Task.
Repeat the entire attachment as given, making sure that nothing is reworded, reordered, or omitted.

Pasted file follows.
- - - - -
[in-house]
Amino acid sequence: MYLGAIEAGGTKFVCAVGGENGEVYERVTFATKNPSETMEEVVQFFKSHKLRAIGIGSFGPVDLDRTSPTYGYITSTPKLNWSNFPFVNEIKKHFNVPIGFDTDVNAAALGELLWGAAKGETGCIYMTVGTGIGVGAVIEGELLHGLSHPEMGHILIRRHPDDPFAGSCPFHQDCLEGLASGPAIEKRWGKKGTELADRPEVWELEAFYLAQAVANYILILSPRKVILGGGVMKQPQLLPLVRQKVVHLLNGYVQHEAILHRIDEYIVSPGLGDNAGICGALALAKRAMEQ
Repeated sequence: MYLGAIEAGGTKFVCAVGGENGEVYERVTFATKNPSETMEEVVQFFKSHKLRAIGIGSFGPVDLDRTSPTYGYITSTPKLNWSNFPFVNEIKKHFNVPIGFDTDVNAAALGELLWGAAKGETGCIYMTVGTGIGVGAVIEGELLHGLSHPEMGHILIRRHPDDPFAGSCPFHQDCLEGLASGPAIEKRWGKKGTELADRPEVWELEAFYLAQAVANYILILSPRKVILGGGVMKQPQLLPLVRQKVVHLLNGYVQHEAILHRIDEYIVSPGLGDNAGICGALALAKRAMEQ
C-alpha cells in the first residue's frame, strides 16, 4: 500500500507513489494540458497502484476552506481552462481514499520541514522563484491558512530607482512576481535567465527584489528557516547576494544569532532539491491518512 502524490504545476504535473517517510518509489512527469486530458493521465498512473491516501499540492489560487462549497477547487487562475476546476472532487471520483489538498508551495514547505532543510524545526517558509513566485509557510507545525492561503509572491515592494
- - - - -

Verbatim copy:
[in-house]
Amino acid sequence: MYLGAIEAGGTKFVCAVGGENGEVYERVTFATKNPSETMEEVVQFFKSHKLRAIGIGSFGPVDLDRTSPTYGYITSTPKLNWSNFPFVNEIKKHFNVPIGFDTDVNAAALGELLWGAAKGETGCIYMTVGTGIGVGAVIEGELLHGLSHPEMGHILIRRHPDDPFAGSCPFHQDCLEGLASGPAIEKRWGKKGTELADRPEVWELEAFYLAQAVANYILILSPRKVILGGGVMKQPQLLPLVRQKVVHLLNGYVQHEAILHRIDEYIVSPGLGDNAGICGALALAKRAMEQ
Repeated sequence: MYLGAIEAGGTKFVCAVGGENGEVYERVTFATKNPSETMEEVVQFFKSHKLRAIGIGSFGPVDLDRTSPTYGYITSTPKLNWSNFPFVNEIKKHFNVPIGFDTDVNAAALGELLWGAAKGETGCIYMTVGTGIGVGAVIEGELLHGLSHPEMGHILIRRHPDDPFAGSCPFHQDCLEGLASGPAIEKRWGKKGTELADRPEVWELEAFYLAQAVANYILILSPRKVILGGGVMKQPQLLPLVRQKVVHLLNGYVQHEAILHRIDEYIVSPGLGDNAGICGALALAKRAMEQ
C-alpha cells in the first residue's frame, strides 16, 4: 500500500507513489494540458497502484476552506481552462481514499520541514522563484491558512530607482512576481535567465527584489528557516547576494544569532532539491491518512 502524490504545476504535473517517510518509489512527469486530458493521465498512473491516501499540492489560487462549497477547487487562475476546476472532487471520483489538498508551495514547505532543510524545526517558509513566485509557510507545525492561503509572491515592494